[s­ehU] snow Nsg, GDLsg), although the latter may be realized as [V], as mentioned above in 1.1.

Regressive voicing takes place word-internally and across prefix/preposition boundaries when the last consonant in a cluster of obstruents is voiced: kdo [gdo] who, léčba [leÉdZba] cure, sbalit (prefix s + root bal) [zbalIt] pack, s bratrem [zbratrem] with brother, k dětem [gďetem]to the children.

Devoicing takes place word-finally, and devoicing is regressive word-internally and across prefix/preposition boundaries when the last consonant in a cluster of obstruents is voiceless:
sjezd [sjest] conference, tvář [tvaÉr9ĄS] cheek, podstatný (prefix pod + root stat) [potstatniÉ] essential, nad sochou [natsoxou`] above the statue.

Progressive devoicing involves only the following initial consonant clusters: sh- chř-, kř-, skř-, př-, spř-, tř-, stř-. Devoicing is regular for ř after word-initial voiceless obstruents (initial clusters of cř- and čř- do not exist): střep [str9ĄSep] shard, kříž [kr9ĄSiÉS] cross. Although progressive devoicing is the norm for sh- (shánět [sxaÉ­et] seek), there are several common words that observe the usual regressive voicing rule (shora [zhora] from upstairs).

Consonant clusters

In contrast to its avoidance of vowel strings, Czech has a remarkable tolerance for consonant clusters, permitting strings of four and even five distinct consonants: nad hřbetem [nadhrĄZbetem] over the back, s pštrosem [spStrosem] with the ostrich.
Regular assimilation in place of articulation occurs in the word-internal backing of n to [N] before velars: spánku [spaÉNkU] sleep Gsg. Note also the combination of assimilation and simplification of consonant clusters that occur across the prefix-root boundary, such as rozšířit [roSiÉrĄZIt] spread.

The remaining assimilations or simplifications are limited to more specific environments or lexical items, and some of these modifications (particularly the latter ones) are considered colloquial: the initial j- in consonant clusters is omitted (jsem [sem] I am, jdeme [deme] we are going, jméno [meÉno] name; č- dissimilates to [S] in the word čtyři [StIrĄZI] four; vzp simplifies to [sp-] in vzpomenout [spomenou`t] recall; jablko apple is pronounced [japko]; etc.

There is a tendency to simplify geminate consonants; this tendency is stronger rootinternally and weaker across morphological boundaries: panna [pana] virgin, but
poddůstojník [podduÉstoj­iÉk] sergeant. This tendency is often observed in the spelling of foreign borrowings: tenis [tenIs] tennis, komunismus [komUnIsmUs] communism.

Vowel epenthesis

An epenthetic e can be inserted between a prefix or preposition ending in -C and a following morpheme beginning in C-, however there is no good rule for predicting this, since similar and sometimes even the same environment will show forms both with and without the vowel:
vejít vs. vjet prefix v + walk prefix v + ride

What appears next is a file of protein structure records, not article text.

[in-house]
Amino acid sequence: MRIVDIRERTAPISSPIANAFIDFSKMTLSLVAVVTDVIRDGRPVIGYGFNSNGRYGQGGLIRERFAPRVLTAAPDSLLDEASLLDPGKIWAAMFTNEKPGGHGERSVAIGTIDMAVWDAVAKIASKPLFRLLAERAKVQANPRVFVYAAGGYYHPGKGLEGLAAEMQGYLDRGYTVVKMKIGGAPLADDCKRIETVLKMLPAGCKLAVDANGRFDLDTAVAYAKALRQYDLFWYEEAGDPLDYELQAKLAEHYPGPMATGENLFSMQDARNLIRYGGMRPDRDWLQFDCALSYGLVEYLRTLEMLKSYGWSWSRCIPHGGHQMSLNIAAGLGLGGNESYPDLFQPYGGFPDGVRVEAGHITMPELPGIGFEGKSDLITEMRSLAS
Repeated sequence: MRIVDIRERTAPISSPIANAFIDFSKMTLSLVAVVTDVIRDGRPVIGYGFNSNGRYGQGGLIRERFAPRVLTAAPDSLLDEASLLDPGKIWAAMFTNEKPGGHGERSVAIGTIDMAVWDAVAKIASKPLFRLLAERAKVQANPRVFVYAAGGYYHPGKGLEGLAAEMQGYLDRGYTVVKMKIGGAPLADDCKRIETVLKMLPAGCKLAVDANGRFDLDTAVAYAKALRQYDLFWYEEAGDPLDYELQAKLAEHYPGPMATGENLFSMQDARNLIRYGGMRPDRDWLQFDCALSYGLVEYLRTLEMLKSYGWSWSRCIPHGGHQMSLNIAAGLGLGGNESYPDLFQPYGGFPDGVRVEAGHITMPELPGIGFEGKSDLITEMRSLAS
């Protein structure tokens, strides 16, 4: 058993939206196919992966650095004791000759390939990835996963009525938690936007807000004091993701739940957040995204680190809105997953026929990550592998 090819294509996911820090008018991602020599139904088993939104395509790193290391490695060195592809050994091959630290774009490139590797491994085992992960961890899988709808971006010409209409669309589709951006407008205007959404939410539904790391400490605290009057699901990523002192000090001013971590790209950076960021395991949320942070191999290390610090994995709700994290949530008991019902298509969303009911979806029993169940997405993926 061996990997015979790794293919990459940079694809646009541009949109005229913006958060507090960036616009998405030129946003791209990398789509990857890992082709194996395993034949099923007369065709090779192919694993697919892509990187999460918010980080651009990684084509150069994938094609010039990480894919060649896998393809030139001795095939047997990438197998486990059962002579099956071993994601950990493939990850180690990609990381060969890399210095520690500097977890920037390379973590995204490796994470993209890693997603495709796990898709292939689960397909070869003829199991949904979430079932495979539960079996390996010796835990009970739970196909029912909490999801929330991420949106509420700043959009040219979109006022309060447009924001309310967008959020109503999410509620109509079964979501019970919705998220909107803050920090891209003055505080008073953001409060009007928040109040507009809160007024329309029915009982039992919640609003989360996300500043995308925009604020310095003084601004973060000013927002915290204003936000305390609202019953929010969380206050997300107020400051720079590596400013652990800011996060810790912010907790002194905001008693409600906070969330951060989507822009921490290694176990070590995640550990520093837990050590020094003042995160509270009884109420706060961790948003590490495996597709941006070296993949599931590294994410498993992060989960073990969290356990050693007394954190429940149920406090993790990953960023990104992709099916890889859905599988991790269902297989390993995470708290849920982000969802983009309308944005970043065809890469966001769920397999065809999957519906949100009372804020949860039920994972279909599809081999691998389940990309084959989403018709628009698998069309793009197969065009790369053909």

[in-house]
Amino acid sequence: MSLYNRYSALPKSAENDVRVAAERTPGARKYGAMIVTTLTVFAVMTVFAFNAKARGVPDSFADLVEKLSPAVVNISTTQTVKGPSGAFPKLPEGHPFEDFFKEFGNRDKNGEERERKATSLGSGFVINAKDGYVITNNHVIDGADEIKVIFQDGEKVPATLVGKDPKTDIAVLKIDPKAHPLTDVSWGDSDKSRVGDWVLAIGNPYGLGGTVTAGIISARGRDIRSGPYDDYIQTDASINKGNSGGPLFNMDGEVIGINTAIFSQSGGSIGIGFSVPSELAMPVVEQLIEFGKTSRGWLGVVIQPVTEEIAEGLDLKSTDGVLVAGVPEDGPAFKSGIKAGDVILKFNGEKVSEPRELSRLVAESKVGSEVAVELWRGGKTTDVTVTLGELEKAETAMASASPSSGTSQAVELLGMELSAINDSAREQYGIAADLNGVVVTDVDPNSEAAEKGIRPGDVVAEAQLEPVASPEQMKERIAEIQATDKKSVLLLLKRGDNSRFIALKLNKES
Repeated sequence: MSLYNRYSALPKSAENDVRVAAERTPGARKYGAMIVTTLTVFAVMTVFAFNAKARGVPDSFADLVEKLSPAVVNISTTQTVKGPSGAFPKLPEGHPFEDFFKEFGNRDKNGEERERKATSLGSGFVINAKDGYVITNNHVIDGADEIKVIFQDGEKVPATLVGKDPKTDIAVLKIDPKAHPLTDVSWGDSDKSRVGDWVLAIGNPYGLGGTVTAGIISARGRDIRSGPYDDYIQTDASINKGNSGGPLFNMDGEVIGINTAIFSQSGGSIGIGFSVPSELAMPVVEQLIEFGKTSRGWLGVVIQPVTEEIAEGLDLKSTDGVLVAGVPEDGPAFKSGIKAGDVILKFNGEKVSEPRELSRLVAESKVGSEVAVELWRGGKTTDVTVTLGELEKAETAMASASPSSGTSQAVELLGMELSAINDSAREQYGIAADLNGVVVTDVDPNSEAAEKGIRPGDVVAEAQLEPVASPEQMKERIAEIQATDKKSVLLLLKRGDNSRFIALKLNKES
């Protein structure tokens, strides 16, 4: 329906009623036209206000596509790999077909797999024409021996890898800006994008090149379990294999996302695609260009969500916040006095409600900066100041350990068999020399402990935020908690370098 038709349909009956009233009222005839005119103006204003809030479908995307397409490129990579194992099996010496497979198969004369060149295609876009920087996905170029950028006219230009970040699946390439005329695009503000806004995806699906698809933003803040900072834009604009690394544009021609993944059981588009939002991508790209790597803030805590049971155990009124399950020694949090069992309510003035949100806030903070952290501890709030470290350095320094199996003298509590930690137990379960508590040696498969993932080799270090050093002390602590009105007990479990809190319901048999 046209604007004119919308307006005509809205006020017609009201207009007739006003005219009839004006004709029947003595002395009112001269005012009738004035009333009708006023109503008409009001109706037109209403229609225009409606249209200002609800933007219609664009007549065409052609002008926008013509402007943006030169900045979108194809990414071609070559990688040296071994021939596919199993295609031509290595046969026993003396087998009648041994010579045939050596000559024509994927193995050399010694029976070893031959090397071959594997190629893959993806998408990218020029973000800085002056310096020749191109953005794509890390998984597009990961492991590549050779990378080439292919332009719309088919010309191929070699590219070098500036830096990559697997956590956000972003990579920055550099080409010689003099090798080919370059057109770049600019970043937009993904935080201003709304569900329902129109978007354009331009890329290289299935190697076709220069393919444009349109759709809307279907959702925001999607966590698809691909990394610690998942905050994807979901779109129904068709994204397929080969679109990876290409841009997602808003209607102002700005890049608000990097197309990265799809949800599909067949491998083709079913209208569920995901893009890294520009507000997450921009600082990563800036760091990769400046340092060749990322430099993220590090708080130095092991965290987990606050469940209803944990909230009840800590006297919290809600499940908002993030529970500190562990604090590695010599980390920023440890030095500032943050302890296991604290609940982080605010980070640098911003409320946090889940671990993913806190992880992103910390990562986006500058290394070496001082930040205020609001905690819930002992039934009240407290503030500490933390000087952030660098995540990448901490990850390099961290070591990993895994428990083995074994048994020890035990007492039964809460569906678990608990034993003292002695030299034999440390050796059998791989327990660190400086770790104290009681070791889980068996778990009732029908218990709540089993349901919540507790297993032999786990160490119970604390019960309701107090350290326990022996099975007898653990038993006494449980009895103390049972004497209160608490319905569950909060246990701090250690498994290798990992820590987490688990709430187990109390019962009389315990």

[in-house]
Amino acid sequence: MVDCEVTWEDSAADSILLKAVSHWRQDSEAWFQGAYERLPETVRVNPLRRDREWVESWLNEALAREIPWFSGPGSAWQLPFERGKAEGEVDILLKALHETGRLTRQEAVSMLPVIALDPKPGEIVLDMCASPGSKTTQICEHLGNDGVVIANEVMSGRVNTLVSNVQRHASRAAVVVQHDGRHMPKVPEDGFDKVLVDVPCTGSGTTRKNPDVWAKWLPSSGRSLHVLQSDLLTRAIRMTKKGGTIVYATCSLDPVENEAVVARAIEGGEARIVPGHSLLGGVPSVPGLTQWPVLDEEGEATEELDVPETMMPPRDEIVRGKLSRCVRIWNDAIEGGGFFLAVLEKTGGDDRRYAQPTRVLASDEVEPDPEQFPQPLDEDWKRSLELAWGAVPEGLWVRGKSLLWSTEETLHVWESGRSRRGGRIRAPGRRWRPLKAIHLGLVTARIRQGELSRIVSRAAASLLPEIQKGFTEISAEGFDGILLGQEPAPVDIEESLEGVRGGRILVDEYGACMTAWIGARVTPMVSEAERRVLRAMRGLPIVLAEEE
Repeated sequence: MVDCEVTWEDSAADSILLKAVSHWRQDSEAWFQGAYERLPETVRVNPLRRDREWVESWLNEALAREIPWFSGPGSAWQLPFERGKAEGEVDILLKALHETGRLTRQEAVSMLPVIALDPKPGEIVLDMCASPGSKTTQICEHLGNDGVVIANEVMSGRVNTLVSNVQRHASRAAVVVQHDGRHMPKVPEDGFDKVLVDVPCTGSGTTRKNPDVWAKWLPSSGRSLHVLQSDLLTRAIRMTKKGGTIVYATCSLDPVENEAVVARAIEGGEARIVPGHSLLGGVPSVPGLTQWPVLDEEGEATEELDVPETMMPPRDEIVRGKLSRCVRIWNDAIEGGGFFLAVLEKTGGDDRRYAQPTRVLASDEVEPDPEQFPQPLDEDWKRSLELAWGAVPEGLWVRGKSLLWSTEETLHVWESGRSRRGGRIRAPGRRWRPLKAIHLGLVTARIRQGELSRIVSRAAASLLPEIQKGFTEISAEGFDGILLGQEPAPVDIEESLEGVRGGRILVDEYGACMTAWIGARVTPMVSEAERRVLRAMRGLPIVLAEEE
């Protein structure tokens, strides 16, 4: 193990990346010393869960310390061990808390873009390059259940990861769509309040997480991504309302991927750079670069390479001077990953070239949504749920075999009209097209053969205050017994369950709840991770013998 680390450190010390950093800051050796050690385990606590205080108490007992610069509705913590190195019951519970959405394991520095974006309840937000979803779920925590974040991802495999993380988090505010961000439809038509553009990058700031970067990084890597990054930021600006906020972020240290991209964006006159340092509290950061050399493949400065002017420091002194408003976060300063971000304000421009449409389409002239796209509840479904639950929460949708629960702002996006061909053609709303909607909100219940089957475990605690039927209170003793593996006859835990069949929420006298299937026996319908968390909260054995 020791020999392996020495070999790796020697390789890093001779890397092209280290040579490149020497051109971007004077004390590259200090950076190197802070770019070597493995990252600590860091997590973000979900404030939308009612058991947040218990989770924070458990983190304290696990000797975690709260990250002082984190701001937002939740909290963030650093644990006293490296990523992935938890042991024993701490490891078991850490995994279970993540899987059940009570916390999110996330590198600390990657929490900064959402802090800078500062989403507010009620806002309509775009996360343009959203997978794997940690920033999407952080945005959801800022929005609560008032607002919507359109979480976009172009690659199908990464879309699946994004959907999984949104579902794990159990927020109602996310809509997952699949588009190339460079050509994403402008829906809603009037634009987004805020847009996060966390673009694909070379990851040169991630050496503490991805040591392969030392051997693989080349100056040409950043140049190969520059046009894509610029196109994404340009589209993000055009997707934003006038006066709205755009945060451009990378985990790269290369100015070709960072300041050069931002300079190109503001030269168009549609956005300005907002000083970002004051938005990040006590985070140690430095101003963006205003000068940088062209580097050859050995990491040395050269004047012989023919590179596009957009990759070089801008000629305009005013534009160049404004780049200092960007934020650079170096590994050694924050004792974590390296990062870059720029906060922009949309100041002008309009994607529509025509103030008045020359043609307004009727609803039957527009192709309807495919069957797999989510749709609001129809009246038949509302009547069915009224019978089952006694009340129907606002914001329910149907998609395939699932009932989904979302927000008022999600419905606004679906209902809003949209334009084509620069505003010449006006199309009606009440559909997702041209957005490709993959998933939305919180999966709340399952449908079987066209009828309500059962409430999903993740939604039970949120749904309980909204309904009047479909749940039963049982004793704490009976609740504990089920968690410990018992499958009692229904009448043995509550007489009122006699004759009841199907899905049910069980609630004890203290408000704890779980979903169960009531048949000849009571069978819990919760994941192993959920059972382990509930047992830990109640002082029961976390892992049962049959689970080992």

enter (on foot) enter (by conveyance)
seběhnout vs. sběhnout prefix s + run prefix s + run
run down run down
Epenthesis is regular only before the oblique forms of the 1sg personal pronoun, and somewhat less regular before forms of všechen all: nade mnou above me, but nade vším / nad vším above all.
The presence of the same consonant or a voiced/voiceless counterpart makes epenthesis mandatory: ve frontě in line, beze slov without words, ze západu from the west. Epenthesis is optional when the prepositions s and z are followed by the similar consonants š and ž: se školou or s školou with the school, se ženou or s ženou with the wife.
The preposition k toward can have u as its epenthetic vowel in certain set expressions with nouns in initial p-: ku podivu to (ones) surprise; otherwise the normal e appears: ke stolu or k stolu to the table, ke mně to me. The regular morphophonemic alternation of e with a zero in morphemes is discussed in Chapter 2.

Phonology of Colloquial Czech

The primary phonological difference between literary and colloquial Czech is that the former has more fully realized the vowel changes of the Bohemian dialects presented in 0.3, producing a more balanced system for long vowels and diphthongs. Whereas Literary Czech has shifted only its long back vowels (ó > ů/ú and ú > ou), Colloquial Czech has carried out the corresponding changes in its long front vowels as well, producing é > í/ý and ý > ej. Since both etymological é and ý figure as essential components in the inflectional (and to a lesser extent derivational) morphology of Czech, these vowel changes also play a prominent role in differentiating the morphologies of the two registers of Czech. The following is an inventory of these and other significant phonological features of the spoken language. For more details, the reader is referred to Townsend 1990: 23-47 and Sgall&Hronek 1992: 30-37.